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News at Home


  • Are Campus Bookstores Undermining Student Learning?

    by Elizabeth Stice

    Today’s undergraduates are increasingly being cornered into ongoing financial commitments for everything, while they never take possession of anything. Rejecting digital book programs run by campus bookstores outsourced to third parties could help reverse this trend.


  • Sadly, Hatred is Very Much American

    by Ralph E. Shaffer

    "Lieutenant Cable, and Oscar Hammerstein, had it wrong in "South Pacific."  Americans don't have to be "carefully taught " to hate. Historically, it's been inherent, one generation after another. The only change has been the target."


  • Can Space Exploration Restore American Faith in Science?

    by John Baick

    The 60th anniversary of the first manned space flight is time to reflect on the devolution of space exploration from an expression of science as a public and collective enterprise to a vanity project of fame-seeking billionaires.


  • What Will be the Terms of Racial Forgiveness in America?

    by J. Chester Johnson

    Much of today's antiracist discourse among white Americans resembles what anti-Nazi theologian Dietrich Bonhoeffer called "cheap grace" – self-forgivness without cost or atonement for crimes that, while past, nevertheless are deeply present today.


  • Political Precedent for the Trump Cult of Personality

    by Donne Levy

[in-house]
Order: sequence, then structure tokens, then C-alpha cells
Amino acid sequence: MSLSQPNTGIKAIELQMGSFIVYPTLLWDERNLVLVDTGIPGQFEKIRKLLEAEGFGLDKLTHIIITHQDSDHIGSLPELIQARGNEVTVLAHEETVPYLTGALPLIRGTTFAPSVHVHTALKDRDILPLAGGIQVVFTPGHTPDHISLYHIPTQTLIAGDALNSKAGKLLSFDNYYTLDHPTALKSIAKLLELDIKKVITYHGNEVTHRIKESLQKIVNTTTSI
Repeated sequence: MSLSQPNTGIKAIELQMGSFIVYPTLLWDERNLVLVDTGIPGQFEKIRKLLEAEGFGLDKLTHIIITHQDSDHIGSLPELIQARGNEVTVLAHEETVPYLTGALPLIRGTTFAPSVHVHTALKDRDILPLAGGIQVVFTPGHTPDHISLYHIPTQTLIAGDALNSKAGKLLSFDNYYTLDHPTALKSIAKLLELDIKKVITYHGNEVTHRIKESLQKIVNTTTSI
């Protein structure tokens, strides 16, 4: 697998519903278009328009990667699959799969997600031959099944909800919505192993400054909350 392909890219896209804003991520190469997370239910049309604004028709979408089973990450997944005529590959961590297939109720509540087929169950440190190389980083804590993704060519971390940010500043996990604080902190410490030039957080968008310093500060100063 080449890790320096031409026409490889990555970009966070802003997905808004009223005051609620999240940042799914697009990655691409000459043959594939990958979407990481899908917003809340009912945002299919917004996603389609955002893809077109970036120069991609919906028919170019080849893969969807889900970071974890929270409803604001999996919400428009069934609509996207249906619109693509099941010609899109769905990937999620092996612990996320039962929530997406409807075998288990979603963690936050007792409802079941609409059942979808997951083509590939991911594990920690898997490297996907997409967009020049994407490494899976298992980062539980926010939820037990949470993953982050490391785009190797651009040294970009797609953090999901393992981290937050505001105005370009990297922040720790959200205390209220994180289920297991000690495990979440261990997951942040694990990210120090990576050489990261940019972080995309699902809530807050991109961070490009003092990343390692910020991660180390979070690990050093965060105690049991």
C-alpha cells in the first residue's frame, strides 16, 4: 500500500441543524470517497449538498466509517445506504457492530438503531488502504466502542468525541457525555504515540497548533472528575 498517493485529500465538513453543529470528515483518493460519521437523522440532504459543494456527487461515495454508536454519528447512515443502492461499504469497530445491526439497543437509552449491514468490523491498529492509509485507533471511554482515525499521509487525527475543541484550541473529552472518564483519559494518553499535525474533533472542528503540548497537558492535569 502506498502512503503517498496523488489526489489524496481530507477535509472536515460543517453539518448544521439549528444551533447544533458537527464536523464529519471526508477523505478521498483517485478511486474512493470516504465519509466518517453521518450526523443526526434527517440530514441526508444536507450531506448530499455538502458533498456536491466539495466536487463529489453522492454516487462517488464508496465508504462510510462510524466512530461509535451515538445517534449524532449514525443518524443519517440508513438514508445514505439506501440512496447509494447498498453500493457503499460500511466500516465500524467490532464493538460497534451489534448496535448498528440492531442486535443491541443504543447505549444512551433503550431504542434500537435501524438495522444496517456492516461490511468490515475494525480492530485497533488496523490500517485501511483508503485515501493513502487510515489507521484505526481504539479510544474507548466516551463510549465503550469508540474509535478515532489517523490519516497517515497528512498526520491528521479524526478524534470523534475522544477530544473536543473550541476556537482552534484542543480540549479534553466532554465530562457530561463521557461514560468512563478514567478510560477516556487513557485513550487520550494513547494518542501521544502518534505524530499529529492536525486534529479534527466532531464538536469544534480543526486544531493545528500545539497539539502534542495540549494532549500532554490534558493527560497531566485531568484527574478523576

Their differences in character and personality should not obscure similarities between Ronald Reagan and Donald Trump. Both men's ability to flout the truth and survive serious scandals, plus their dalliances with white racism, make their political careers resemble cults of personality.


  • Paying the Price: Our Veterans and the Burden of Parkinson's Disease

    by Ray Dorsey

    Parkinson's Disease is the fastest-growing brain disease. It affects people worldwide, but American veterans are particularly affected. The nation must recognize the harm caused by chemical exposure and head injury, and commit the resources necessary to help veterans and all those affected. 


  • A Personal and Family History of Encountering Prejudice and Intolerance

    by Ron Steinman

    The author experienced antisemitic prejudice as a college student, but learned more about the pervasiveness of prejudice living in Asia as the husband of a Vietnamese woman during a time of anti-American sentiment, and then when living in suburban America as part of a mixed-race family. While it's necessary to understand the historical roots of racial bigotry, it's also always personal. 


  • What Comes Next?

    by Stephanie Hinnershitz

    In 1979, Asian American leaders testified to Congress about problems of discrimination, opportunity and hostility facing their communities. The official response largely enshrined a "model minority" myth that obscured ongoing problems behind a celebratory narrative of inclusion. Waves of anti-Asian violence in the 1980s belied that story, and warn us not to minimize the climate of hostility Asian Americans face today.


  • Is History Ready to Judge the Trump Presidency?

    by Samuel (Shenger) Zhou

    Understandings of presidential success and failure might have to be revised for Donald Trump; while Trump failed to win reelection, his media tactics will allow him, unlike the previous Republican president George W. Bush, to retain control of his party and remain a national force even out of office. Is this the future of the presidency?